The 23-year-old defensive lineman isn't sharing the reason for his rift with the team that drafted him in the first round just two years ago.
"You're very persistent, man," Balmer said when pressed for an explanation Tuesday, after he passed a physical with the Seattle Seahawks and practiced at defensive tackle and end with the second unit.
An explanation would seem to be in order when a first-round draft pick disappears from his team, then resurfaces with a division rival.
"Yeah, I can understand why it strikes people as a little different," Balmer said. "But what happened down there is down there. I'm here, ready to move forward, happy to have a fresh start and out there ready to compete."
Balmer showed his versatility on Seattle's defensive line one day after San Francisco traded him for a late-round draft choice next year. He also showed his elusiveness.
"I would just like to thank the Seattle Seahawks for this chance," said Balmer, the 29th overall pick out of North Carolina in 2008. "I would like to thank the 49ers for allowing me to move on. I'm just here, happy and ready to compete."
Balmer said he was "just happy to be here" seven times in a five-minute span while continually being asked what happened in San Francisco, which gave him a five-year, $8 million contract two years ago.
He acknowledged that being traded inside the NFC West was odd.
"Oh, yeah, of course," he said, chuckling. "It does seem funny. Like I said, I'm happy to be here. And it seems like they like me a little bit."
Balmer left the 49ers on Aug. 9 for what Singletary, their head coach, called personal reasons. Balmer missed his fifth consecutive practice Friday, before San Francisco traveled to Indianapolis for its preseason opener against the Colts.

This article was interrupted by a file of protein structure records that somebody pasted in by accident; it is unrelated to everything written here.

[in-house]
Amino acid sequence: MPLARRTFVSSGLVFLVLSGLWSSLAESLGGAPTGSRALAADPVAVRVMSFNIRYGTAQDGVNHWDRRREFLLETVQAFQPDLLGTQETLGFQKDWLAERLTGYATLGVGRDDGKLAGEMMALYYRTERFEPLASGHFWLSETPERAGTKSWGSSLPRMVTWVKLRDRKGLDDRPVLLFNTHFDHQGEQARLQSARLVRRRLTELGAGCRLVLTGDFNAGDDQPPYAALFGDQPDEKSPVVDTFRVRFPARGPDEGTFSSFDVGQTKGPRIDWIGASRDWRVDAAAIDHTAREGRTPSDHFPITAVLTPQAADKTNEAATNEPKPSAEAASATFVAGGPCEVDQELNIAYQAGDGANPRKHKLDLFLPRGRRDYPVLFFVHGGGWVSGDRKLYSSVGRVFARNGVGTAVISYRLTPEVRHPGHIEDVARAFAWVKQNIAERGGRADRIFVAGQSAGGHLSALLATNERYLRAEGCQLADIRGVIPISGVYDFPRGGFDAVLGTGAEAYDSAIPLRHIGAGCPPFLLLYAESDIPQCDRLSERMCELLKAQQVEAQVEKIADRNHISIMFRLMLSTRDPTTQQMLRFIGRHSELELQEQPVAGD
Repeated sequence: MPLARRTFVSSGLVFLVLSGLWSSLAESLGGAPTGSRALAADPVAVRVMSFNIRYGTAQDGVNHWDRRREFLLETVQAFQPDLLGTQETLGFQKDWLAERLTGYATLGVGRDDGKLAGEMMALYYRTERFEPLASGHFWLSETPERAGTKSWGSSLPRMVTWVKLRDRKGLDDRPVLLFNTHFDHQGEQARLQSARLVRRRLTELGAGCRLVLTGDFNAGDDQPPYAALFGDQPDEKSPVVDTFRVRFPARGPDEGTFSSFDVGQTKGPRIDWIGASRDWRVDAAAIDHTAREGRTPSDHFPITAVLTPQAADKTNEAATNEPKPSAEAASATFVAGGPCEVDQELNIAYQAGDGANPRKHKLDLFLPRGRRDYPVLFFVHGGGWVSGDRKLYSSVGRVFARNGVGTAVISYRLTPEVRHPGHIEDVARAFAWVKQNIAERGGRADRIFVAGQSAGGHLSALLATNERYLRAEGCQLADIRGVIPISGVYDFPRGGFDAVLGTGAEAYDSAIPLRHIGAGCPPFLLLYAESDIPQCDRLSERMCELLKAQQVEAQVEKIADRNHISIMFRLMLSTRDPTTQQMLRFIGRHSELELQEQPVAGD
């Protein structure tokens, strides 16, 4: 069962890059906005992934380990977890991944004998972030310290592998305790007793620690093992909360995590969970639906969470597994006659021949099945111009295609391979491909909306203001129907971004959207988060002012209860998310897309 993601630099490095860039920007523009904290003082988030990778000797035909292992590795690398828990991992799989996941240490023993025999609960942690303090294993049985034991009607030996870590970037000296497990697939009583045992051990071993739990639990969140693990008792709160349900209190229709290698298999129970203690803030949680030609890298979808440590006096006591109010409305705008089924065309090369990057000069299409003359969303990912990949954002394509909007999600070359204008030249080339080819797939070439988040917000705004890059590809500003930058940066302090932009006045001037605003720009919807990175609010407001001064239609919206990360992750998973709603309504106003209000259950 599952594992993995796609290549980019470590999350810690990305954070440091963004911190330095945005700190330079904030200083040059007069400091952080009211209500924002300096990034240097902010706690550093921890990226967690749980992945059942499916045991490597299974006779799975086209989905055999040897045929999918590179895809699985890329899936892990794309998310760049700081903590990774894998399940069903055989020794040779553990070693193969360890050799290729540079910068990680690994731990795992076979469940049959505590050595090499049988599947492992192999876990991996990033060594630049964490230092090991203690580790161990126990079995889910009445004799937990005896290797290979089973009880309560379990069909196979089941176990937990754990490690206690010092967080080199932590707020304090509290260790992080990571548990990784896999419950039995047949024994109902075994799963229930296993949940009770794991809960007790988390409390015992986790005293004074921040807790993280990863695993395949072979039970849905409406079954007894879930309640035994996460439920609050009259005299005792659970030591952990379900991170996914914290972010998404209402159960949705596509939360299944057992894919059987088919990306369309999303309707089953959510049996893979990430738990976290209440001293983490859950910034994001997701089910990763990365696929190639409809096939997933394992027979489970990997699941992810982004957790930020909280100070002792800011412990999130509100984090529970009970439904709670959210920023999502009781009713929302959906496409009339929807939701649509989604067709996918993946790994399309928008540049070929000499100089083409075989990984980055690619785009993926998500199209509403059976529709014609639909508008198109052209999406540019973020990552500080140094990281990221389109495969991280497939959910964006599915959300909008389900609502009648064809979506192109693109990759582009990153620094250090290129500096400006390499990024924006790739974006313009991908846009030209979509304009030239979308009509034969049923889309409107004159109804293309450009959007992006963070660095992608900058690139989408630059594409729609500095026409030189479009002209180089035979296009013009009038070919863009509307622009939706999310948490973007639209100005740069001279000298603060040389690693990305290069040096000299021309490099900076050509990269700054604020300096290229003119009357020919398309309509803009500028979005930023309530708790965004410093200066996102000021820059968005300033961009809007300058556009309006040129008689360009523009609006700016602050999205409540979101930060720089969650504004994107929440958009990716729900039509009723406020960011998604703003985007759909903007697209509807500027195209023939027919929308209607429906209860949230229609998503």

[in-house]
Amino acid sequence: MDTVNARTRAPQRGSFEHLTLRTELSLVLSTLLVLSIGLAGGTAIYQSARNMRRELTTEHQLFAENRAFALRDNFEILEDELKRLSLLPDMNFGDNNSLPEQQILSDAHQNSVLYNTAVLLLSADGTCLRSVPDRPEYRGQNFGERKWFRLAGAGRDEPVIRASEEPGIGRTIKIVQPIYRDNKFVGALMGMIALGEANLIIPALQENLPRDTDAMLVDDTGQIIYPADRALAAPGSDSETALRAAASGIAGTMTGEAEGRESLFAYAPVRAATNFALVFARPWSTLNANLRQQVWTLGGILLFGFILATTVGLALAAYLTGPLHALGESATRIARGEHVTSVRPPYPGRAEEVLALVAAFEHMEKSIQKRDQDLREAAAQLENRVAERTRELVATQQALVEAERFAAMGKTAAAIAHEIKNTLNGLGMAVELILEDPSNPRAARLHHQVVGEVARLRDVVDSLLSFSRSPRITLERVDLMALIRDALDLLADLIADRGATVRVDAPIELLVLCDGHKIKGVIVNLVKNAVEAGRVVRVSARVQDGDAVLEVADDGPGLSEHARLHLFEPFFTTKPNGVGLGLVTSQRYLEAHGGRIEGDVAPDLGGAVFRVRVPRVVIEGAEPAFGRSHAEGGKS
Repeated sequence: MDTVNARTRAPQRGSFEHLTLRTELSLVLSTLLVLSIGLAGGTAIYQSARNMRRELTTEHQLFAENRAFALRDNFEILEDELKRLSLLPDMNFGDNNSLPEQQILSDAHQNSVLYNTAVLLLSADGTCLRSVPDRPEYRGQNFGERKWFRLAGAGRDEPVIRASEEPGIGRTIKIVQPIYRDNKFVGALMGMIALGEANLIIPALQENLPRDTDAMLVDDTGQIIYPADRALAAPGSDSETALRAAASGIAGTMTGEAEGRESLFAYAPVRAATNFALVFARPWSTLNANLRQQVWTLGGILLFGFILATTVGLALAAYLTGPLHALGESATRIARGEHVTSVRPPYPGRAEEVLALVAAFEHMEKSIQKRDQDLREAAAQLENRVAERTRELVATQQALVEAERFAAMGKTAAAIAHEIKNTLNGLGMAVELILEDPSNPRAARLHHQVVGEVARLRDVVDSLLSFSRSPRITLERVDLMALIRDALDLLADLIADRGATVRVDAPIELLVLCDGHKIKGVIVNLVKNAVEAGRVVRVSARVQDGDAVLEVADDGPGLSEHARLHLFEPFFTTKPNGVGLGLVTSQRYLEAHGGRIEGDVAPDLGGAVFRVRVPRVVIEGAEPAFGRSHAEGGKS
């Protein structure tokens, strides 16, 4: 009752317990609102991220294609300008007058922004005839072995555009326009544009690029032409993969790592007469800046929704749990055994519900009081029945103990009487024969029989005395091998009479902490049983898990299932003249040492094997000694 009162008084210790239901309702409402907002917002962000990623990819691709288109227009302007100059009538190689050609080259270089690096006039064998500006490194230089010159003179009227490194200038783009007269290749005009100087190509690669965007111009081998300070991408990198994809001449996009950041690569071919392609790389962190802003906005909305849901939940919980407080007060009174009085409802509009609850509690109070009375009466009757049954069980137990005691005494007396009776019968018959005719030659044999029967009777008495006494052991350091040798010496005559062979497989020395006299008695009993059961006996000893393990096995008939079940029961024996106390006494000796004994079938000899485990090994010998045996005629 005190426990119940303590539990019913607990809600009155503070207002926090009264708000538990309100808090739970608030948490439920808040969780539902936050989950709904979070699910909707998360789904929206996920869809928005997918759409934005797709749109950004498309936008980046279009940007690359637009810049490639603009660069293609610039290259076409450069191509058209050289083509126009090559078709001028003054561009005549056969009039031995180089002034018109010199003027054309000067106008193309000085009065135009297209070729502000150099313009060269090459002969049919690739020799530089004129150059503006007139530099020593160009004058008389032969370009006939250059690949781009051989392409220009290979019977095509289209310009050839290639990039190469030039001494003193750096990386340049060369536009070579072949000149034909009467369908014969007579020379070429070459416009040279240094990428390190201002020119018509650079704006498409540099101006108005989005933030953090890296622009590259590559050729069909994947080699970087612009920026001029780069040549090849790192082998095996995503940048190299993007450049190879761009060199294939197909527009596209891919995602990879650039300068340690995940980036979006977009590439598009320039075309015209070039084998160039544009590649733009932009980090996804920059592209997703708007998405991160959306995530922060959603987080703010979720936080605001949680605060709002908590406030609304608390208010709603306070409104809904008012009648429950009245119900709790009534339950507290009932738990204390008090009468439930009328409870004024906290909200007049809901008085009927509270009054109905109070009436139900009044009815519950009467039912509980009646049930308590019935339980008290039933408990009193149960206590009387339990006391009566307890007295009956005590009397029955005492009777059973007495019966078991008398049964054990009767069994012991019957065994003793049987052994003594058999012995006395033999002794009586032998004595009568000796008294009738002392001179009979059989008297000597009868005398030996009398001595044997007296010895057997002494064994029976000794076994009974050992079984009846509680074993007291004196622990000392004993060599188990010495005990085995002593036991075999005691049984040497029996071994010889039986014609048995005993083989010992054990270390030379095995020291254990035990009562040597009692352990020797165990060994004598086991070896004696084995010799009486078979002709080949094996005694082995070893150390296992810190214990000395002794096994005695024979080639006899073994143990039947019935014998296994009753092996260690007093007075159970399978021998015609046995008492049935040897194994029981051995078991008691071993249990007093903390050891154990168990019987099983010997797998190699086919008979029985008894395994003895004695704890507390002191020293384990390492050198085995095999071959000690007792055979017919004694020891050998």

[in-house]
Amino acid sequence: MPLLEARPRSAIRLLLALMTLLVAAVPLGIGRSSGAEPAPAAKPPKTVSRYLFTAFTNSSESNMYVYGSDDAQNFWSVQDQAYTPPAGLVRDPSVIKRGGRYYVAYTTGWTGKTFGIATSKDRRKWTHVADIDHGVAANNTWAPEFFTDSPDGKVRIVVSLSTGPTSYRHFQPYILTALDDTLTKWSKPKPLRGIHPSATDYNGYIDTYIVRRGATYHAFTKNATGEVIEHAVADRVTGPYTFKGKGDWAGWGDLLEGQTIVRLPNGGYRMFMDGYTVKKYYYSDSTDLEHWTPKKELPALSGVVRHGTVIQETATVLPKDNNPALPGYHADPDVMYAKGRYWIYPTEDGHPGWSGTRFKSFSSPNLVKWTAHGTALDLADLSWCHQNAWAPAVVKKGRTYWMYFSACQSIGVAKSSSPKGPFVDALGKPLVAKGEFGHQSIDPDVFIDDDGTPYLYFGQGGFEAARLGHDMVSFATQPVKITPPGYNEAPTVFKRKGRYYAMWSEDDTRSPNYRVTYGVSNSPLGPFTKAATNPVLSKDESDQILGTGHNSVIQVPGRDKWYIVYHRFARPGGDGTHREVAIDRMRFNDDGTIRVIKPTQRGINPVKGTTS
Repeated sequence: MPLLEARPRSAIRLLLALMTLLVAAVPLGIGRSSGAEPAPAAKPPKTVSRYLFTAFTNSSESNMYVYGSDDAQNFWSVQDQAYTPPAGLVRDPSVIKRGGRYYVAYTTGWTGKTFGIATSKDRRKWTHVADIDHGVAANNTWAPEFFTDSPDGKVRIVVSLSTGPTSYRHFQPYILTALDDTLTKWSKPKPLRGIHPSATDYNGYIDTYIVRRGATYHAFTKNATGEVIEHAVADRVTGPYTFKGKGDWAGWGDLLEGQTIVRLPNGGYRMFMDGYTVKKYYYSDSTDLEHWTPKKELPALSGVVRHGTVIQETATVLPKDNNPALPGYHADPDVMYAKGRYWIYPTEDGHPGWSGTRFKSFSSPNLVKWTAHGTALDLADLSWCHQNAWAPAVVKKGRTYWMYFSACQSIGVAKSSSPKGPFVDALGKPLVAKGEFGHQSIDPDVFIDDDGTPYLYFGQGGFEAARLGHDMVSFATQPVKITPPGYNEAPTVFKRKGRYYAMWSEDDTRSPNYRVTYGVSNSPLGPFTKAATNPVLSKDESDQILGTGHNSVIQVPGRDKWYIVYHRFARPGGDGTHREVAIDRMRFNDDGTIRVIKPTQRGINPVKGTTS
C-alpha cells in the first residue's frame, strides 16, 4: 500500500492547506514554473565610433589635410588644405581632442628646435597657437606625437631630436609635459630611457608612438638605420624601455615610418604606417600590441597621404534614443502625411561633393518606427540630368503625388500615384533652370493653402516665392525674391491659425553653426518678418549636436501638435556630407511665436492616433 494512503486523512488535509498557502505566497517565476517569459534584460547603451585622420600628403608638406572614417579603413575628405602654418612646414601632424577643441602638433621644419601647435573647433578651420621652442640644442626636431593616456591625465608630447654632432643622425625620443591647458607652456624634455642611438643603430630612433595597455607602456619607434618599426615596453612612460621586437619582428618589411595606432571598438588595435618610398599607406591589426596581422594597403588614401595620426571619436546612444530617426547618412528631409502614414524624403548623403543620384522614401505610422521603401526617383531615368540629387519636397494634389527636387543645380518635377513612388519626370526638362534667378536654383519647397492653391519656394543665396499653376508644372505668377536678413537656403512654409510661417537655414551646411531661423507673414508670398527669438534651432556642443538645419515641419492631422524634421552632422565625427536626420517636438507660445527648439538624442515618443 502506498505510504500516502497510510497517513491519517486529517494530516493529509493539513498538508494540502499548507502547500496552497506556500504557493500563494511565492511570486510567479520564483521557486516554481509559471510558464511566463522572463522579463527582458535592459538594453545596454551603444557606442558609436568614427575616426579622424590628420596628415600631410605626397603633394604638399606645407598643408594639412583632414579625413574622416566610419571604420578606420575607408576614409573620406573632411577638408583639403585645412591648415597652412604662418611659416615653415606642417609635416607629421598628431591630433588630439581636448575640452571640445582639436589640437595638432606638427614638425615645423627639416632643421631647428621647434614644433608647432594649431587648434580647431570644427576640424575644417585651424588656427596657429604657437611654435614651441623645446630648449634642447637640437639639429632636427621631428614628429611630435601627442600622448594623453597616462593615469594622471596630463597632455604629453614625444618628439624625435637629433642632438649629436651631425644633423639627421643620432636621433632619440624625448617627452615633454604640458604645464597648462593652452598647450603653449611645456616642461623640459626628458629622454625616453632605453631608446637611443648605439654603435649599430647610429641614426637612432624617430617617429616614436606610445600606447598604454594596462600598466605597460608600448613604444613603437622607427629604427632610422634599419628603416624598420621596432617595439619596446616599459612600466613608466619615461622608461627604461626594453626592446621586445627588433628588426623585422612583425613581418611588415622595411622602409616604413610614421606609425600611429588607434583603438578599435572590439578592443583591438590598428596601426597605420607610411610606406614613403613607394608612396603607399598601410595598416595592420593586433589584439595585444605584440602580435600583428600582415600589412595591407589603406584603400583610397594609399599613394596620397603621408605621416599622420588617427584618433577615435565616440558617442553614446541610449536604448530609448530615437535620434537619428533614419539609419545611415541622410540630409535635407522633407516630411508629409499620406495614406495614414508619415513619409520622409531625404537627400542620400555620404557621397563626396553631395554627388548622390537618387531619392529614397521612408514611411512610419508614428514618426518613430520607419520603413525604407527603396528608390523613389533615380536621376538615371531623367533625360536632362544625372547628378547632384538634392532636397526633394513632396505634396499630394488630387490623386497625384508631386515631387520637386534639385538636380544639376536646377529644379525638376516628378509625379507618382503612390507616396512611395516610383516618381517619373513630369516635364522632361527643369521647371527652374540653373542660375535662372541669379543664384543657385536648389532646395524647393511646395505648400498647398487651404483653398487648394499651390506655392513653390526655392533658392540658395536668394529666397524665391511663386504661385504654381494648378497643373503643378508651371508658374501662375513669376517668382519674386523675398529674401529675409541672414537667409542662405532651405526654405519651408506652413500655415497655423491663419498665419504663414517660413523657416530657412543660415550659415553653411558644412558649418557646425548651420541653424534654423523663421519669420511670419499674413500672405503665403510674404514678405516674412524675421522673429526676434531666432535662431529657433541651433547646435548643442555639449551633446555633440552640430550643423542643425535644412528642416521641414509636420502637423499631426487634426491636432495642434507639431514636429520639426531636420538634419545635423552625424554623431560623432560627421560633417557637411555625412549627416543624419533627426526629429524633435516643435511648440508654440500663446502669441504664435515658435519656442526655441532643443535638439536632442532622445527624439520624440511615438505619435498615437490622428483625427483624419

Balmer's absences had been unexcused since Wednesday, the night he met with Singletary. What was it like for a third-year pro to confront his coach, a Hall of Fame linebacker renowned for his intensity?
"Like I said, what happened in San Francisco was in San Francisco," Balmer said. "I think this is a first-class organization (in Seattle). I think I mesh well with the people here."
Singletary wasn't much more revealing about what happened. He's moved on, too.
"I think he's a fine young man. But obviously there are some things he needed to express and deal with," Singletary said. "I'm happy for him."
Playing time and an unknown future are plausible reasons that Balmer wasn't happy with the 49ers. He has yet to start a game and hasn't recorded a sack in his first two NFL seasons. He has 11 career solo tackles and has combined on eight others in 27 games in San Francisco's 3-4 defense.
Now the 6-foot-5, 315-pounder is in Seattle's 4-3 scheme that uses principles of the 3-4 and wants run-stuffing defensive ends. Balmer fit the profile at times Tuesday, banging into prized rookie left tackle Russell Okung, the Seahawks' sixth overall draft choice.
Balmer said Seattle is playing the style of defense he did at North Carolina. He was an end his first two years for the Tar Heels, then a tackle his last two.
"We have strong connections to the 49ers," Schneider said, "and it is our understanding that Kentwan is ready to play football and in need of a fresh start."
Seahawks coach Pete Carroll said Balmer provides another option against the running games inside the NFC West. The Seahawks are so intent on getting bigger across the defensive line, they have converted Red Bryant from a backup tackle into a 335-plus-pound end.
"(Balmer is) really physically capable of standing up against big, ol' linemen that we're going to play in our division," Carroll said. "We feel real good about him getting in here and starting to help us right away."
Maybe not as soon as Saturday's preseason game against the Green Bay Packers. By the end of Tuesday's two-hour workout in 89-degree heat, Balmer was bent over between plays and gasping. He said he's fit to play this weekend.
Asked if his "personal reasons" from last week are now resolved, Balmer replied: "Yes, sir. I would definitely say so. I had some time to stay in shape and get my mind right."
"There's no hard feelings," he said. "I thank the 49ers for giving me the opportunity and allowing me to move on."
Copyright 2010 by The Associated Press